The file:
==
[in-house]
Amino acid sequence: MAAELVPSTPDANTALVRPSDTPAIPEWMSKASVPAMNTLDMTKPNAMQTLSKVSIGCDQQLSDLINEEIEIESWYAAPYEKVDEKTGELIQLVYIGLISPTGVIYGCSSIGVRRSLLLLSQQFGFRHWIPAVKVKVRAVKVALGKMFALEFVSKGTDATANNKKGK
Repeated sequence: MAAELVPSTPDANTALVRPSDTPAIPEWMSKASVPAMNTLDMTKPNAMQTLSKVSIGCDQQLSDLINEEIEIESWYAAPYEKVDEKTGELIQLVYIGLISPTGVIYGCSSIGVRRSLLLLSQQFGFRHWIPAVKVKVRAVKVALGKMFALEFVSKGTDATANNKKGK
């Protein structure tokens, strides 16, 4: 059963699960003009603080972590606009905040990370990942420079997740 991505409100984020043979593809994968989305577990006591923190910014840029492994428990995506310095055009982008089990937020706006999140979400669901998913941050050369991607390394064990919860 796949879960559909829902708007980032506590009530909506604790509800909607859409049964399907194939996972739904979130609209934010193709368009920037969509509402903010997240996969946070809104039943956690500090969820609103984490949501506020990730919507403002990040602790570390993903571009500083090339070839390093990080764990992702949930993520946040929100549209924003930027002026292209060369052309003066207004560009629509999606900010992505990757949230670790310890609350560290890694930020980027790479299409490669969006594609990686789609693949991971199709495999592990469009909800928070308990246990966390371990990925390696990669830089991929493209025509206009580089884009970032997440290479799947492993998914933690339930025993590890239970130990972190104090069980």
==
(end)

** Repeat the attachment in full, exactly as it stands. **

[in-house]
Amino acid sequence: MAAELVPSTPDANTALVRPSDTPAIPEWMSKASVPAMNTLDMTKPNAMQTLSKVSIGCDQQLSDLINEEIEIESWYAAPYEKVDEKTGELIQLVYIGLISPTGVIYGCSSIGVRRSLLLLSQQFGFRHWIPAVKVKVRAVKVALGKMFALEFVSKGTDATANNKKGK
Repeated sequence: MAAELVPSTPDANTALVRPSDTPAIPEWMSKASVPAMNTLDMTKPNAMQTLSKVSIGCDQQLSDLINEEIEIESWYAAPYEKVDEKTGELIQLVYIGLISPTGVIYGCSSIGVRRSLLLLSQQFGFRHWIPAVKVKVRAVKVALGKMFALEFVSKGTDATANNKKGK
């Protein structure tokens, strides 16, 4: 059963699960003009603080972590606009905040990370990942420079997740 991505409100984020043979593809994968989305577990006591923190910014840029492994428990995506310095055009982008089990937020706006999140979400669901998913941050050369991607390394064990919860 796949879960559909829902708007980032506590009530909506604790509800909607859409049964399907194939996972739904979130609209934010193709368009920037969509509402903010997240996969946070809104039943956690500090969820609103984490949501506020990730919507403002990040602790570390993903571009500083090339070839390093990080764990992702949930993520946040929100549209924003930027002026292209060369052309003066207004560009629509999606900010992505990757949230670790310890609350560290890694930020980027790479299409490669969006594609990686789609693949991971199709495999592990469009909800928070308990246990966390371990990925390696990669830089991929493209025509206009580089884009970032997440290479799947492993998914933690339930025993590890239970130990972190104090069980």